section 1441(a), all defendants who have been properly joined and served must join in or
consent to the removal of the action.” In its Notice of Removal (Filing No. 1), Caliber
(1) explains US Bank Trust N.A., as Trustee for LSF9 Master Participation Trust, (US
Bank) is a separate entity from Caliber and was never served with summons and
(2) asserts “[t]o the extent [Strong] has properly served US Bank,” the Notice of Removal
is also filed on US Bank’s behalf. But Caliber’s Notice of Removal is otherwise silent as
to the consent of the other named defendants, including HSBC. If HSBC was properly
joined and served, Caliber presumably would have obtained and noted HSBC’s consent
to remove this action.
For his part, Strong did not allege any defect in removal, see 28 U.S.C. § 1447(c),
and has not responded to Caliber’s assertion that US Bank is a separate entity that has not
been served. Indeed, Strong and Caliber both refer to US Bank in their respective briefs
regarding Caliber’s Motion to Dismiss. Strong also has not addressed HSBC’s failure to
enter an appearance in this case. In opposing dismissal, Strong opines HSBC “is the only
defendant who has provided the correct response to plaintiff’s complaint, which is no
response, therefore subject [sic] to declaratory judgment and relief as defined in
plaintiff’s complaint” (Filing No. 16). But Strong has not sought entry of default or
default judgment under Federal Rule of Civil Procedure 55.
The parties shall jointly or separately advise the Court in writing of the status of
HSBC and US Bank as defendants in this case within ten (10) days of the date of this
Rule 12 Motions
Caliber and K&M have each moved under Federal Rule of Civil Procedure
12(b)(6) to dismiss Strong’s Complaint for failing “to state a claim upon which relief can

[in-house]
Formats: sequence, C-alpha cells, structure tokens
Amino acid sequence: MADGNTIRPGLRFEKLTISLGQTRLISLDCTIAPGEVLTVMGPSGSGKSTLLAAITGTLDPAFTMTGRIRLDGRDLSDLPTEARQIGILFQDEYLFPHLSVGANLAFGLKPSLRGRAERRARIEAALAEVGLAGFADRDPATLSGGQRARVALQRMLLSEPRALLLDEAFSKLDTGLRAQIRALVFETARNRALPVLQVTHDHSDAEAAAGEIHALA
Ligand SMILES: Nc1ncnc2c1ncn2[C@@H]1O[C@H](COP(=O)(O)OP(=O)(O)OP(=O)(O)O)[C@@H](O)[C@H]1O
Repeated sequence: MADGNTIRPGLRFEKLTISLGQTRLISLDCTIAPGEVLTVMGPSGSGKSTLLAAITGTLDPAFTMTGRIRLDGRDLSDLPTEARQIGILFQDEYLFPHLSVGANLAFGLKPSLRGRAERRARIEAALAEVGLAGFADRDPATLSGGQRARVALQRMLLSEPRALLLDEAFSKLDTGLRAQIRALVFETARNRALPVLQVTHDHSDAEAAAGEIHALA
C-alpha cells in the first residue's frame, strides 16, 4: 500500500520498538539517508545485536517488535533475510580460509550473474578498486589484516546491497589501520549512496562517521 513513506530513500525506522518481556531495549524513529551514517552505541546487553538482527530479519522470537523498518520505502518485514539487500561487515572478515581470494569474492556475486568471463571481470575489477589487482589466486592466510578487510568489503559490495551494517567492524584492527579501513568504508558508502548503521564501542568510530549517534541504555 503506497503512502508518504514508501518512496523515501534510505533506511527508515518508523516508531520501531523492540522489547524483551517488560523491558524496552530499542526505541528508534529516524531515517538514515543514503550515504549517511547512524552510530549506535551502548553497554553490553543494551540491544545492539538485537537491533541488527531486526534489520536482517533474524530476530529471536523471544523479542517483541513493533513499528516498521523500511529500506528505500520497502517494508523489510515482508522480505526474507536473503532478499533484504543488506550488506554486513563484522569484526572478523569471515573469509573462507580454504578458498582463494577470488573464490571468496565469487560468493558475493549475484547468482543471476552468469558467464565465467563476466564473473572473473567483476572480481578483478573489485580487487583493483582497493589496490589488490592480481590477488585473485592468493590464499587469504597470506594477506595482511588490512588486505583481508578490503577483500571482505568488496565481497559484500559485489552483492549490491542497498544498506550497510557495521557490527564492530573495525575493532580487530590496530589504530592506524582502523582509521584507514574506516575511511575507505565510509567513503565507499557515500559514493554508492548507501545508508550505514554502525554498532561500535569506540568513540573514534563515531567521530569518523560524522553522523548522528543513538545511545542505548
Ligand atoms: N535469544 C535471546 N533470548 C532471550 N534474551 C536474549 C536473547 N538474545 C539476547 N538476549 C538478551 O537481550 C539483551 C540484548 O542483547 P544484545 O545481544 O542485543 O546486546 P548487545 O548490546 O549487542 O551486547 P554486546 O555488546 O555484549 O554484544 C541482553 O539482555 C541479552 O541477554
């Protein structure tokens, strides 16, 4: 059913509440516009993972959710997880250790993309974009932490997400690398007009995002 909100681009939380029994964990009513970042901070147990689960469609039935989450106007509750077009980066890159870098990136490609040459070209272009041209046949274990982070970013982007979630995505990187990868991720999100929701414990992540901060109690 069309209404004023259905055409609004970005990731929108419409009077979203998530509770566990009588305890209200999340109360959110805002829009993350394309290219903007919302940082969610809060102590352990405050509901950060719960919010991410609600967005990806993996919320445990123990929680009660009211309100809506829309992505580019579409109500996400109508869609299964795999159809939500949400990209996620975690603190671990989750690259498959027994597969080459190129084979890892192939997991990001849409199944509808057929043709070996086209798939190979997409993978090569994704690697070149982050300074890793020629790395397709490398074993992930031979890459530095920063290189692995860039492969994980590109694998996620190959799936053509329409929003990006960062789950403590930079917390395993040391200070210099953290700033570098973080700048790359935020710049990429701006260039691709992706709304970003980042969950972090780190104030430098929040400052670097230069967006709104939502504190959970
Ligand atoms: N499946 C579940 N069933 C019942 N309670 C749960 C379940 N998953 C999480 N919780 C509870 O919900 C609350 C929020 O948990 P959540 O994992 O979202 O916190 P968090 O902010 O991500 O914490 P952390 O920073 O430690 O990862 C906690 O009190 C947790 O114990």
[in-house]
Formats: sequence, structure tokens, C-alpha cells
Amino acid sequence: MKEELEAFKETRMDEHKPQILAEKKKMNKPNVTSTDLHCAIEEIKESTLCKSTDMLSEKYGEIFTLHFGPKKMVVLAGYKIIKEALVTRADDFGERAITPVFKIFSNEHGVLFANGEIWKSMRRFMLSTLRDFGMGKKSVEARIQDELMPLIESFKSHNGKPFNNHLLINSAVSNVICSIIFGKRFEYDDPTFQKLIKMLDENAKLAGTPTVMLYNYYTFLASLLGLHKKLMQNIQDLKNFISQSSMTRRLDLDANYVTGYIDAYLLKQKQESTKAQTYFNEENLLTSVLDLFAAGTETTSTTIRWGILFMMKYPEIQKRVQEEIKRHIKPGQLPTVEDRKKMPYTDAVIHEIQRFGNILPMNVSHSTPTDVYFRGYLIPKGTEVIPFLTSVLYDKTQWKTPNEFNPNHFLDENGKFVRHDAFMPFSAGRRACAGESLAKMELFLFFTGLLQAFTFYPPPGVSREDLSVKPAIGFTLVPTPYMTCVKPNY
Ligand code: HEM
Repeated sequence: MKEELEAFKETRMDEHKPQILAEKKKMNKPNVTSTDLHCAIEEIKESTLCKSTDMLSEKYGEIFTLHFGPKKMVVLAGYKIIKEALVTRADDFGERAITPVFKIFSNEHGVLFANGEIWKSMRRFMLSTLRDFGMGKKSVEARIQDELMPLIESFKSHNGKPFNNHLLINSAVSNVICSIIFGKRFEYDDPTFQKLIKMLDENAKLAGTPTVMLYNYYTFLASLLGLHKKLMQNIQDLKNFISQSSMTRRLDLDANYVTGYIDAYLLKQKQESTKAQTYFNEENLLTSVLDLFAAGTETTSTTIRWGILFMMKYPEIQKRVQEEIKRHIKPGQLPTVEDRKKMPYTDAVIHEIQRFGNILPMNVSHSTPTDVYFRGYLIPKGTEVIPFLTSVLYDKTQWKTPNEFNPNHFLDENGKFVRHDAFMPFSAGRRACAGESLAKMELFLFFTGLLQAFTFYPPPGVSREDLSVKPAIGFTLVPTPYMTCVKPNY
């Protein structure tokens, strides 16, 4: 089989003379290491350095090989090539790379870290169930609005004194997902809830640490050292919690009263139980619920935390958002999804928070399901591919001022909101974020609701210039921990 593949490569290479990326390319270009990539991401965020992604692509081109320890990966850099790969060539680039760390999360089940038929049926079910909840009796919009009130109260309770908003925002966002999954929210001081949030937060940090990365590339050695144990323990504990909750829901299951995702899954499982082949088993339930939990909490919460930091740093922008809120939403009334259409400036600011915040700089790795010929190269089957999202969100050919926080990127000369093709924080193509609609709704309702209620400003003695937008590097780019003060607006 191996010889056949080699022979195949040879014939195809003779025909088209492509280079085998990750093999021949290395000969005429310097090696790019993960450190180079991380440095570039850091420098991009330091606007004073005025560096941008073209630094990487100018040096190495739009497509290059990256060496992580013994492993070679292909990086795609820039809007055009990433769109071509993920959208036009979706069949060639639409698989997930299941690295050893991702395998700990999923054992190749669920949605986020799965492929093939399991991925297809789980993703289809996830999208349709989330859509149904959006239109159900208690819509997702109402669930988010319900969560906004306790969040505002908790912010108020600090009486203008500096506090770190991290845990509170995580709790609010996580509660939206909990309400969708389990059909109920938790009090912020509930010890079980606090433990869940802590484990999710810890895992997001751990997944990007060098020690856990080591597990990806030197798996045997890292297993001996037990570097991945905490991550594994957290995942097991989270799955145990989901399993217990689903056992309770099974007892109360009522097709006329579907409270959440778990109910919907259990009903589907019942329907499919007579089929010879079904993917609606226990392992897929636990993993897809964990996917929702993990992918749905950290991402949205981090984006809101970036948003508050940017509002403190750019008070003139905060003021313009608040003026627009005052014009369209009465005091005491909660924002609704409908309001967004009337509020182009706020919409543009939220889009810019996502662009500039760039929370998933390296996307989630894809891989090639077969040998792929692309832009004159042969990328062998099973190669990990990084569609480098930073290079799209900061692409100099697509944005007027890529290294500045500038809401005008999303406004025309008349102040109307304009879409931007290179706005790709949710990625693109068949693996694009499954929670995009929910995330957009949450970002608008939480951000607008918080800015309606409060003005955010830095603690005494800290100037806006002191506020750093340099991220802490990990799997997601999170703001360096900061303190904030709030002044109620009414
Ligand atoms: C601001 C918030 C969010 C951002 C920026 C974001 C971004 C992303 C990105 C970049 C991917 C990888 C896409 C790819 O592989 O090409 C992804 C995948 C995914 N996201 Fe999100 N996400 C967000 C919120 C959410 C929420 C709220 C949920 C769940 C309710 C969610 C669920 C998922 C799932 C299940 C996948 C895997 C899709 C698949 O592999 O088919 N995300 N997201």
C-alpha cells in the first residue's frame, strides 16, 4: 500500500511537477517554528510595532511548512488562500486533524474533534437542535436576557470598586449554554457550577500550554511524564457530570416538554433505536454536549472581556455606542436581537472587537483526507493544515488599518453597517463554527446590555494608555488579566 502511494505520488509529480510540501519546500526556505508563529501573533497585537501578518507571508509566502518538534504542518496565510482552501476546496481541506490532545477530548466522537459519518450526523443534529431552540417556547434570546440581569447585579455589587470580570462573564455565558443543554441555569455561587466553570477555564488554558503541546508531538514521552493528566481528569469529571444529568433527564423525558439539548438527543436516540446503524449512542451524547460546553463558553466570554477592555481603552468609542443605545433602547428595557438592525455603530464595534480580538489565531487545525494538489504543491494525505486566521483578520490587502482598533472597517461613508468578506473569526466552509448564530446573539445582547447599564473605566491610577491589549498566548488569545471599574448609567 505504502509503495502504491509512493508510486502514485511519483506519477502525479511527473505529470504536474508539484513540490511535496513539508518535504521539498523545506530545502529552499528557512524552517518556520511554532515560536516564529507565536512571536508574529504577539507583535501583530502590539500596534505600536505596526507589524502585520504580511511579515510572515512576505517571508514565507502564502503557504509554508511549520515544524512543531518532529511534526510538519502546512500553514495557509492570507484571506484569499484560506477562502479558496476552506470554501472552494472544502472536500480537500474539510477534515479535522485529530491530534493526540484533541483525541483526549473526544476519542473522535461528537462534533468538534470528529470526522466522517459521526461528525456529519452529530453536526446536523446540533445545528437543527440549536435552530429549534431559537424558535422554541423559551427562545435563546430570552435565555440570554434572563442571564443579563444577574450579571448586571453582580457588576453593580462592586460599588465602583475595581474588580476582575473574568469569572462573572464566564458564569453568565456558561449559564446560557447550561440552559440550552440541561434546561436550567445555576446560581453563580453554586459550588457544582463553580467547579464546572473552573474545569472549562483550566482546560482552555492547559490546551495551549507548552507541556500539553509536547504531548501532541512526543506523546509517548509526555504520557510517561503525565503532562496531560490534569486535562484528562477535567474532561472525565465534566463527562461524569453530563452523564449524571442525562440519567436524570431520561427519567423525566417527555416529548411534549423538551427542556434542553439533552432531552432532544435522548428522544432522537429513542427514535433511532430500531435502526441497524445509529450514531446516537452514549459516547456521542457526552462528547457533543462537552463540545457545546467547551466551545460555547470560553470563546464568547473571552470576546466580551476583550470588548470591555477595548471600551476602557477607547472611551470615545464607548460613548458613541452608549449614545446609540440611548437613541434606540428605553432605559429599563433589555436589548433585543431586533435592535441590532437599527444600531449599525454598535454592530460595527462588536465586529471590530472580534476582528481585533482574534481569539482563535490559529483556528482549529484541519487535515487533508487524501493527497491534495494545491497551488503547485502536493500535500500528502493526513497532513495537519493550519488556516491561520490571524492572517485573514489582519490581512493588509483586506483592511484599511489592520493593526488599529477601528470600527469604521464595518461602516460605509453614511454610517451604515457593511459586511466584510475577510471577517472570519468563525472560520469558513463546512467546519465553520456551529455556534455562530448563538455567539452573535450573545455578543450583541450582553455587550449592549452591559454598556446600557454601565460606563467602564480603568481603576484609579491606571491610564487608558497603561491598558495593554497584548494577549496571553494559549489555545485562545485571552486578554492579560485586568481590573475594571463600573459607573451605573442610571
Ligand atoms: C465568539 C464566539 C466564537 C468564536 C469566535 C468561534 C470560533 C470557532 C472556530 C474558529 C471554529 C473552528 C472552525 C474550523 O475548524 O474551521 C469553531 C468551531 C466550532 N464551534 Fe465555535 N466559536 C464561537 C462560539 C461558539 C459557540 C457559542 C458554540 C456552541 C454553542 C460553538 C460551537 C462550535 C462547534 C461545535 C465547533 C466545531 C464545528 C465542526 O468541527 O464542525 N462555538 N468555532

be granted” (Filing Nos. 9, 11). “To survive a motion to dismiss, a complaint must
contain sufficient factual matter, accepted as true, to ‘state a claim to relief that is
plausible on its face.’” Ashcroft v. Iqbal, 556 U.S. 662, 678 (2009) (quoting Bell Atl.
Corp. v. Twombly, 550 U.S. 544, 570 (2007)). “A claim has facial plausibility when the
plaintiff pleads factual content that allows the court to draw the reasonable inference that
the defendant is liable for the misconduct alleged.” Id. “The court accepts as true all
factual allegations, but is ‘not bound to accept as true a legal conclusion couched as a
factual allegation.’” McAdams v. McCord, 584 F.3d 1111, 1113 (8th Cir. 2009) (quoting
Iqbal, 556 U.S. at 678).
In challenging the Complaint, Caliber and K&M do not take a scalpel to Strong’s
allegations, opting instead for a broadsword and attempting to end this case with a single
blow. Without delving into Strong’s allegations, despite some prior experience with
Strong’s claims and this type of case, Caliber simply complains that Strong’s
“nonsensical statements and accusations” fail “to provide any valid factual or legal basis
for the relief he requests beyond conclusory statements.” According to Caliber, Strong
“cites to random statutory regulations that [he] alleges Caliber has violated” but “has
failed to identify, in any way, which of the defendants allegedly violated which of the
statutory provisions, or even how the regulations have been violated.”
K&M likewise summarily describes the Complaint as “a compilation of
nonsensical allegations that do not state any valid legal or factual basis for the relief
requested.” K&M also emphasizes Federal Rule of Civil Procedure 9(b) requires a party
alleging fraud to “state with particularity the circumstances constituting fraud.” As
Caliber and K&M see it, Strong’s Complaint is so deficient as to warrant prejudicial
dismissal. Short of that, Caliber and K&M seek a more definite statement to enable them
to reasonably respond to the Complaint. See Fed. R. Civ. P. 12(e).
Caliber’s and K&M’s briefs are short on detailed analysis of the multitude of
“claims,” but their arguments have some merit. See, e.g., Karnatcheva v. JPMorgan
Chase Bank, N.A., 704 F.3d 545, 548 (8th Cir. 2013) (affirming the dismissal of three
quiet-title theories “because the plaintiffs’ pleadings, on their face, have not provided
anything to support their claim that the defendants’ adverse claims are invalid, other than
labels and conclusions, based on speculation that transfers affecting payees and
assignments of the notes were invalid”). Federal Rule of Civil Procedure 8(a)(2) requires
“a short and plain statement of the claim showing that the pleader is entitled to relief.”
That “requires more than labels and conclusions” or a “a formulaic recitation of the